Imaging hidden mechanisms of disease in multiple sclerosis
Our work focuses on applying newly developed imaging methods to untangle otherwise hidden disease processes in multiple sclerosis. To achieve our goal, we use high and ultra-high resolution non-conventional imaging techniques both in vivo and post-mortem in humans as well as in animal models of multiple sclerosis. The mission of our lab is that of discovering pathological pathways leading to disease onset and disability progression as to pinpoint targets for new treatments. Major efforts are devoted towards the identification of imaging changes portending neurodegeneration, reflecting microglia activation, or indicating an aberrant immune system. The lab collaborates tightly with the Vanderbilt University Imaging Institute of Imaging Science, VUIIS.
Translational Neurodegeneration Research Laboratory
The theme of this laboratory is to understand the biologic basis of behavior, cognition, and movement in neurodegenerative disease. Our singular focus is to develop translational therapeutics for patient populations that suffer from the devastating effects of neurodegeneration. As such, we have three main topics of research: brain glymphatic function, biologic determinants of impulsivity, and novel clinical and imaging biomarkers of disease progression. The diseases we study include Huntington disease, Multiple Systems Atrophy, Parkinson disease, and Alzheimer disease and related disorders. We also enjoy a robust clinical therapeutics research initiative, with numerous early phase clinical trials. There are many unique ways to interact with this laboratory, and interested candidates or collaborators are asked to email.
Neuroimaging and moral behavior
The Darby lab investigates the neural mechanisms underlying the most complex human behaviors at the interface of neurology, psychiatry, and philosophy, including moral behavior, delusions, and free will perception. Our lab’s overarching hypothesis is that these behaviors will not localize to a single brain region, but rather to common networks of connected brain regions that work together to bring about complex human behaviors. Our lab has worked to develop novel neuroimaging methods to test this network localization hypothesis in patients with focal brain lesions, dementia, and even psychiatric diseases. We also explore the ethical and legal implications of our research.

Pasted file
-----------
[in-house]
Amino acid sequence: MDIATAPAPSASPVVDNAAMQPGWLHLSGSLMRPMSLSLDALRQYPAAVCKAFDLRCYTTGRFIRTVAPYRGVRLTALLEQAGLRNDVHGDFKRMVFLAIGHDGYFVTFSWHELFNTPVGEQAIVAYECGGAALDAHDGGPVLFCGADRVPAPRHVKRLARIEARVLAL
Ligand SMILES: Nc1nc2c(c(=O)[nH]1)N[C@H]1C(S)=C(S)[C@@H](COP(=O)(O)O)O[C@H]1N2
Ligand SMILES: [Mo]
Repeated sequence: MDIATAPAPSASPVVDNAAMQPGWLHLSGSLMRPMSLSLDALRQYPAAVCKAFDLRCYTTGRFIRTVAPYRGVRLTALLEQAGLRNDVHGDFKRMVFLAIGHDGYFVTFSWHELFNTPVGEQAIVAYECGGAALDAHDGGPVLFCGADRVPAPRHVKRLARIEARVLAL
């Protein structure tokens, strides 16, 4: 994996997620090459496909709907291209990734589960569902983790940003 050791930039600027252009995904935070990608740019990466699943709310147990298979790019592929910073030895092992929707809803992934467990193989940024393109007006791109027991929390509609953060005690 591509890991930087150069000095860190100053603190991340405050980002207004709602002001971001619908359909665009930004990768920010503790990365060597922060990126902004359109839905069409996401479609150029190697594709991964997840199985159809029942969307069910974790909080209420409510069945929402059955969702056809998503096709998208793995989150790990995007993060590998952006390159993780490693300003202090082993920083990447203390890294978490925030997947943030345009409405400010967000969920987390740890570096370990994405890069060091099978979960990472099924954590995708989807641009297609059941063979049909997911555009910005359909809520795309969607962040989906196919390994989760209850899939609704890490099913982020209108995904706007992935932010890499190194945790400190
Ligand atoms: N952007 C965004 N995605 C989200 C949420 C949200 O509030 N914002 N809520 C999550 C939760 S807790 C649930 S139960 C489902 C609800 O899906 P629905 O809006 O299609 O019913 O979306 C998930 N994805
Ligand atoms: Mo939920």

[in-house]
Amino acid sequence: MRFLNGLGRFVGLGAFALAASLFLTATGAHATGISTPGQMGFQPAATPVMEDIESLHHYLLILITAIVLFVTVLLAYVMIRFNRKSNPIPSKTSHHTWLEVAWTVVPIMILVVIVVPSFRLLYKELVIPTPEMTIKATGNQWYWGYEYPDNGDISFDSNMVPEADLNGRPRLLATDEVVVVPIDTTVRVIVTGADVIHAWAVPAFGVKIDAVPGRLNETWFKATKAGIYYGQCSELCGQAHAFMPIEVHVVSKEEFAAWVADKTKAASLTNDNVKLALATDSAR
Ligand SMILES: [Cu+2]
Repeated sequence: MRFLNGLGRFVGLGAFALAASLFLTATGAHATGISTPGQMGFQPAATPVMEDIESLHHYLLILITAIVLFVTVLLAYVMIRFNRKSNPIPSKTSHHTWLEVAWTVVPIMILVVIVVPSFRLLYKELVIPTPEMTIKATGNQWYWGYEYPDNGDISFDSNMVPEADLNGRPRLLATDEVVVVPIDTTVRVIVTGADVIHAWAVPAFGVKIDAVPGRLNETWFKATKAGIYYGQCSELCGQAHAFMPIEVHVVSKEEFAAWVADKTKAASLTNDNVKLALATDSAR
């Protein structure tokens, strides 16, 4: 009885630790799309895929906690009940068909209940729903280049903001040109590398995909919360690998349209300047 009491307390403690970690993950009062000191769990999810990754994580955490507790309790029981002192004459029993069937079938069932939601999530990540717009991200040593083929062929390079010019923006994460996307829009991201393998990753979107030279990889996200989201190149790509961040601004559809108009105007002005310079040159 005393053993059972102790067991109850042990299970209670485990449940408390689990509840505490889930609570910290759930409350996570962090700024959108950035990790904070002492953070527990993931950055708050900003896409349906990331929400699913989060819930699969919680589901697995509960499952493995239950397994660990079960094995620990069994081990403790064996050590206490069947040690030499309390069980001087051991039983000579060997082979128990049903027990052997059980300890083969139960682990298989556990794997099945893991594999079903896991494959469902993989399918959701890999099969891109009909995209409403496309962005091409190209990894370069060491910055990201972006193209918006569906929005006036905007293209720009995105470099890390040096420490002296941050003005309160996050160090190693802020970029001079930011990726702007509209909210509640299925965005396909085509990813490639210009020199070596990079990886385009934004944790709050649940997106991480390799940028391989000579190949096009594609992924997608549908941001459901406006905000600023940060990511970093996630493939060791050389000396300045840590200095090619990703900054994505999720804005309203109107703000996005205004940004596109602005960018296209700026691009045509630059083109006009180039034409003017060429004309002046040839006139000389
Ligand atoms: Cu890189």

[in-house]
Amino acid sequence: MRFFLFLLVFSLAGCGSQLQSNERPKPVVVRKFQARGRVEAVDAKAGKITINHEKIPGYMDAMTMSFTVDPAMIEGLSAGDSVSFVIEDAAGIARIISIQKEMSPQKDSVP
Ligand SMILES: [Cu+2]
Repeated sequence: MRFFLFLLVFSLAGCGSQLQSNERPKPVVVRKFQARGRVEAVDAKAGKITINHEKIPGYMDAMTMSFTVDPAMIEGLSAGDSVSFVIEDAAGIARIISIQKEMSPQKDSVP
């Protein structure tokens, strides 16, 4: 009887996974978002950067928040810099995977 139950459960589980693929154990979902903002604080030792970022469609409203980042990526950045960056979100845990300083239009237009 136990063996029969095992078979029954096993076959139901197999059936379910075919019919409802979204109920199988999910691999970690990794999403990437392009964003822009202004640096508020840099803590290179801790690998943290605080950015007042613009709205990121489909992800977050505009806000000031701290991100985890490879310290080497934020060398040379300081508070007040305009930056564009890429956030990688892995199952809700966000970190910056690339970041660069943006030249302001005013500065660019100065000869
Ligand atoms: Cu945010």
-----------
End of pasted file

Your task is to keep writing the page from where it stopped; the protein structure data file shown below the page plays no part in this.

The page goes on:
Imaging and biomarker development
Our work focuses on developing new imaging methodologies and applying these methodologies to improve our understanding of human tissue function in health and disease. A major emphasis is to identify subtle changes in physiology (e.g., biomarkers) that precede overt symptoms and clinical disease manifestations, and as such can be used to triage patients for disease-modifying therapies prior to irreversible tissue damage. Clinical applications by lab investigators and immediate collaborators focus on imaging characterization of cerebrovascular disease and stroke, HIV, post-stroke plasticity, glymphatic/lymphatic physiology, anemia, and neurodegeneration.
Our work is focused on Alzheimer's disease (AD) risk, resilience, and sex differences. Through transdisciplinary collaboration, we seek to facilitate a more rapid move from genomic discovery to therapeutic development. We have identified molecular drivers of resilience through genomic and proteomic analyses leveraging neuroimaging and neuropathology endophenotypes, and we integrate these diverse data types into a precision medicine approach, focusing on characterizing the best predictors of risk and resilience given an individual’s age, sex, genetic, and neuropathological context.
Investigators: Timothy J. Hohman, PhD (firstname.lastname@example.org), Logan Dumitrescu, MS, PhD (email@example.com), and Derek Archer, PhD (firstname.lastname@example.org)
Division: Behavioral and Cognitive Neurology
Additional Information: https://www.vumc.org/cnt